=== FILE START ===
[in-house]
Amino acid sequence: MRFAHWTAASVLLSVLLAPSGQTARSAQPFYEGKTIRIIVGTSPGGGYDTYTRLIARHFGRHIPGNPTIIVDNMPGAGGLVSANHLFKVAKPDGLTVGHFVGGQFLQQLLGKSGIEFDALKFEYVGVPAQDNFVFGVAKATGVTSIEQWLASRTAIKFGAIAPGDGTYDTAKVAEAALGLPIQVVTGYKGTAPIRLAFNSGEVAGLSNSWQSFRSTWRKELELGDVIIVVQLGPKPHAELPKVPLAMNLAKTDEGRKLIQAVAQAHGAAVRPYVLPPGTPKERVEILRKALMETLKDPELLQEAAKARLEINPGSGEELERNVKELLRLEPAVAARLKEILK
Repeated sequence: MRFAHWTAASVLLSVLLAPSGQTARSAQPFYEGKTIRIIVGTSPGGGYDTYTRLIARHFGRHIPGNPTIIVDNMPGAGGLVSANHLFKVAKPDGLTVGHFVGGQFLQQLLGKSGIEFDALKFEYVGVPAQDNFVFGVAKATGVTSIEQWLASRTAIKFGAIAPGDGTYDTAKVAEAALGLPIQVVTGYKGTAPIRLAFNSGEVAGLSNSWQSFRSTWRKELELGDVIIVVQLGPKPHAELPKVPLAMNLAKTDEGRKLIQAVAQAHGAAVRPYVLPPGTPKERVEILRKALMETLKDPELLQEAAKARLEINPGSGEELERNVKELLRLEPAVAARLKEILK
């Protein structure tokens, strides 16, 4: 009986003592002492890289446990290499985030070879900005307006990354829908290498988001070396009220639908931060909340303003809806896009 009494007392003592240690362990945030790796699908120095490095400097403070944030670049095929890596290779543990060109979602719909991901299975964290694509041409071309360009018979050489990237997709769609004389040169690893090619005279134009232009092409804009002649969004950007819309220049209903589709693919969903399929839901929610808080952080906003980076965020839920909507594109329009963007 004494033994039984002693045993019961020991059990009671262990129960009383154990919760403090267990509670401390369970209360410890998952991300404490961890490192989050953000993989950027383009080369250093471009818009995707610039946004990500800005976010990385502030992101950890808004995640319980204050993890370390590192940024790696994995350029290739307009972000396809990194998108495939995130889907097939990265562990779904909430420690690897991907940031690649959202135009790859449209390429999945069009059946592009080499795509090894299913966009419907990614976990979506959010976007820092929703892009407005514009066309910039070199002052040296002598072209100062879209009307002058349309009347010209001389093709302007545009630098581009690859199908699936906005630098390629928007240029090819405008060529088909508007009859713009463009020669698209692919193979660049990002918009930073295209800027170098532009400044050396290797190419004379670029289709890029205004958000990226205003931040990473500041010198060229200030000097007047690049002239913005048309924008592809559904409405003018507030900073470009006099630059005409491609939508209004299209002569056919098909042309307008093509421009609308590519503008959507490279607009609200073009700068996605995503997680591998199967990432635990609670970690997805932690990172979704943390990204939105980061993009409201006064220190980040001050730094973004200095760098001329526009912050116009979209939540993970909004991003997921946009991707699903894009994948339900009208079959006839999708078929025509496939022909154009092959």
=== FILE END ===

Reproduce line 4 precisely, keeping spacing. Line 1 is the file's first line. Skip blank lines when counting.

């Protein structure tokens, strides 16, 4: 009986003592002492890289446990290499985030070879900005307006990354829908290498988001070396009220639908931060909340303003809806896009 009494007392003592240690362990945030790796699908120095490095400097403070944030670049095929890596290779543990060109979602719909991901299975964290694509041409071309360009018979050489990237997709769609004389040169690893090619005279134009232009092409804009002649969004950007819309220049209903589709693919969903399929839901929610808080952080906003980076965020839920909507594109329009963007 004494033994039984002693045993019961020991059990009671262990129960009383154990919760403090267990509670401390369970209360410890998952991300404490961890490192989050953000993989950027383009080369250093471009818009995707610039946004990500800005976010990385502030992101950890808004995640319980204050993890370390590192940024790696994995350029290739307009972000396809990194998108495939995130889907097939990265562990779904909430420690690897991907940031690649959202135009790859449209390429999945069009059946592009080499795509090894299913966009419907990614976990979506959010976007820092929703892009407005514009066309910039070199002052040296002598072209100062879209009307002058349309009347010209001389093709302007545009630098581009690859199908699936906005630098390629928007240029090819405008060529088909508007009859713009463009020669698209692919193979660049990002918009930073295209800027170098532009400044050396290797190419004379670029289709890029205004958000990226205003931040990473500041010198060229200030000097007047690049002239913005048309924008592809559904409405003018507030900073470009006099630059005409491609939508209004299209002569056919098909042309307008093509421009609308590519503008959507490279607009609200073009700068996605995503997680591998199967990432635990609670970690997805932690990172979704943390990204939105980061993009409201006064220190980040001050730094973004200095760098001329526009912050116009979209939540993970909004991003997921946009991707699903894009994948339900009208079959006839999708078929025509496939022909154009092959």